One commentator has highlighted a broader question raised by this case. The decision appears to limit “the most powerful tool in the appellate court’s arsenal,” the writ of certiorari, which has historically been used by appellate courts to take action that is “clearly necessary to either prevent great harm to some worthy party or to protect our judicial system.” Beth Scherer, The Writ of Certiorari: A Somewhat Less Powerful Tool (Part II)?, N.C. App. Prac. Blog (Dec. 23rd, 2015). Limiting the writ could have an impact on the availability of appeals beyond the criminal guilty plea context. There are many decisions that are traditionally reviewed by the Court of Appeals under the certiorari power, despite there being no mention of these types of appeals in Appellate Rule 21. Some examples include the review of judicial settlement orders, orders settling the record on appeal, and notices of appeal that are timely filed but jurisdictionally deficient for some other reason. Id.; Beth Scherer, The Writ of Certiorari—A Somewhat Less Powerful Tool?, N.C. App. Prac. Blog (Oct. 7, 2015).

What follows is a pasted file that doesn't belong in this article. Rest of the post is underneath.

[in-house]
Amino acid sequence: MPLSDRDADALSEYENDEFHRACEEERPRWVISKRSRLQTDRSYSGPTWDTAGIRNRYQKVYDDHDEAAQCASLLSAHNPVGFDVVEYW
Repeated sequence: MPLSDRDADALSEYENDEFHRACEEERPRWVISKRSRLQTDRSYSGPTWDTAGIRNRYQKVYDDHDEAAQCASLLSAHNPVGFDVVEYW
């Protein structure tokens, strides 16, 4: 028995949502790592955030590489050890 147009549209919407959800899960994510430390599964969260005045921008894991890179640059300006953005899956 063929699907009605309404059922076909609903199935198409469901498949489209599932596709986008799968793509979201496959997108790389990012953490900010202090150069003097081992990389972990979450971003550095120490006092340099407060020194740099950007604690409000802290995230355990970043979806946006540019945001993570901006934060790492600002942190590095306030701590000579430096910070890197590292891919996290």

Ms. Scherer suggests that an alternative approach to this issue would be to recognize that the writ of certiorari is not narrowly circumscribed by the appellate rules, but is a broad discretionary power grounded in the common law. This would comport with the General Assembly’s general grant of authority to the court of appeals “to issue the prerogative writs, including . . . certiorari . . . in aid of its own jurisdiction, or to supervise and control the proceedings of any of the trial courts.” N.C. Gen. Stat. § 7A—32(c).
Putting aside the question of the potentially more far-reaching impacts of this decision on the writ of certiorari, an appellant like Mr. Biddix faces a much more basic quandary: The law gives him a right to request appellate review, but what use is that right if the appellate rules keep him from making that request in the first place? A notice of appeal has been filed in Biddix, based on the dissent. The Supreme Court now has the opportunity to further clarify how courts should navigate the conflicts between the statutes and the rules governing appeals.
* A version of this article was originally published in the March 2016 issue of the North Carolina Bar Association Appellate Practice Section Newsletter.